Industry / Internet / Networking / Telecom Glossary
Comparing Backbone Networks of Major ISPs. Does your ISP matter?
Internet Service Providers (ISPs) are like fish (hear me out).
Just like fish, they come in a fabulous range of shapes, sizes, and capabilities, and you must treat them according to their characteristics. You wouldn’t try to wrangle a giant tuna with a beginner’s fishing rod, would you?
It would be like trying to set up a content streaming platform with a Tier 3 provider.
Enough already with the hokey similes. The fact is you might neither know or care about the wondrous varieties of ISP, and how their different backbone networks massively affect the kind of services they can provide.
Thing is, until you understand the differences, you won’t know whether it matters to your business – so, if network connectivity is a big deal in your line of work, you’d be wise to read a little further.
In this previous post, we went through the various facets of what differentiates (and what doesn't differentiate) ISPs, and in this post, we'll dig further into the backbone infrastructure / peering component of ISP differentiation.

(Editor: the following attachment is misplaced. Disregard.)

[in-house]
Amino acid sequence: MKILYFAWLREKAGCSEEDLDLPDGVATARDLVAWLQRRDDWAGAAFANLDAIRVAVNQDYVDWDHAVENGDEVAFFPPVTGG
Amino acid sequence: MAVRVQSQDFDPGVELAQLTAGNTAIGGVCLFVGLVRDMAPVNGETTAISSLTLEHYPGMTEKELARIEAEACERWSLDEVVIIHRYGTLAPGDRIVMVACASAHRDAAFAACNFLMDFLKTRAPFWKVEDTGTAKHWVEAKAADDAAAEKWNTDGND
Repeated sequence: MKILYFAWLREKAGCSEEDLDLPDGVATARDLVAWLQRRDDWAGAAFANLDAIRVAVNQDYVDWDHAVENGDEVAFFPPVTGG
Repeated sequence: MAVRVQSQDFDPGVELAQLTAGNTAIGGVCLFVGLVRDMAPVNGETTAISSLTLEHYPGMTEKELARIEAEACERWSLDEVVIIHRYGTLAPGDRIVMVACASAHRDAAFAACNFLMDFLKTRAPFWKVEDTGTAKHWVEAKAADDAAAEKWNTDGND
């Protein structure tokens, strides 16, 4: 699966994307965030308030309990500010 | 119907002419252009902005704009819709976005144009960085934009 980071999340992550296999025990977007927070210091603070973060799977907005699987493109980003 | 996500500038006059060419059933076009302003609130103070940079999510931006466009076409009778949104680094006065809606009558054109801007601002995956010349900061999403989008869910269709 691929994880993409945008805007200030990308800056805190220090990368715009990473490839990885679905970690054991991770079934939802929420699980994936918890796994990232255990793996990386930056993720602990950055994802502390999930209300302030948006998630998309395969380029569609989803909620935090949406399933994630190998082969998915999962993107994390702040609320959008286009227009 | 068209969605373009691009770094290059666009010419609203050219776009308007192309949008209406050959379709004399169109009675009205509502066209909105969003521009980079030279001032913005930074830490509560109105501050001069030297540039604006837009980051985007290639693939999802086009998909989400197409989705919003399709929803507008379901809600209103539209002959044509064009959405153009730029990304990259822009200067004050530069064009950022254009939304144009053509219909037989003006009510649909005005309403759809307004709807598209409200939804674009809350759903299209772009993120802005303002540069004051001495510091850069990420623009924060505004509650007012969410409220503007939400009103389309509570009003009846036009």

A Couple of Points to Note…
Before we cast off and head out for the deep waters (ok, ok, I’ll stop), there are a couple of terms you’ll need to get under your belt to help us better explore the world of ISP tiers and backbone networks.
There are several ISPs that make up the internet (around 10,000 separate networks, with over 7,000 in the US alone). Data constantly flows between different ISPs, and there are two primary ways this handoff can be achieved – transit and peering. These two different kinds of ISP relationship are used to determine the complex hierarchies of the networks.
Transit connections must be paid for by one party (usually the smaller one). They get charged a monthly fee, and then pay for metered usage on top of that. It’s kind of like calling long distance or abroad when your phone plan doesn’t include it.
If you’re an ISP, and your customer is sending data to an endpoint that’s not on your network, you’ll need a transit connection. The more data they send – the higher the bill.
If someone’s your peer, you’re more likely to look for a mutually beneficial arrangement, right? Well, so do the ISPs. When there’s enough data zipping back and forth between one ISP and another, they’ll often choose to create a peering arrangement.
Neither party charges the other for the service – they just find a mutual data center and maybe haggle a little over who pays for the colocation, space, and power.
Reaching into our sack of similes again, transit is a little like calling a cab, and peering is more like you and your buddy arguing about who’s going to drive, and whose turn it is to pay for gas. Of course, there’s a little more to it, but that’s as much as you’ll need to make it through this article.
So, how do ISPs decide who’s on their level? Well, providers can be roughly divided into three tiers, and your tier determines how you’ll hand off with other providers.
The Three Tiers of ISPs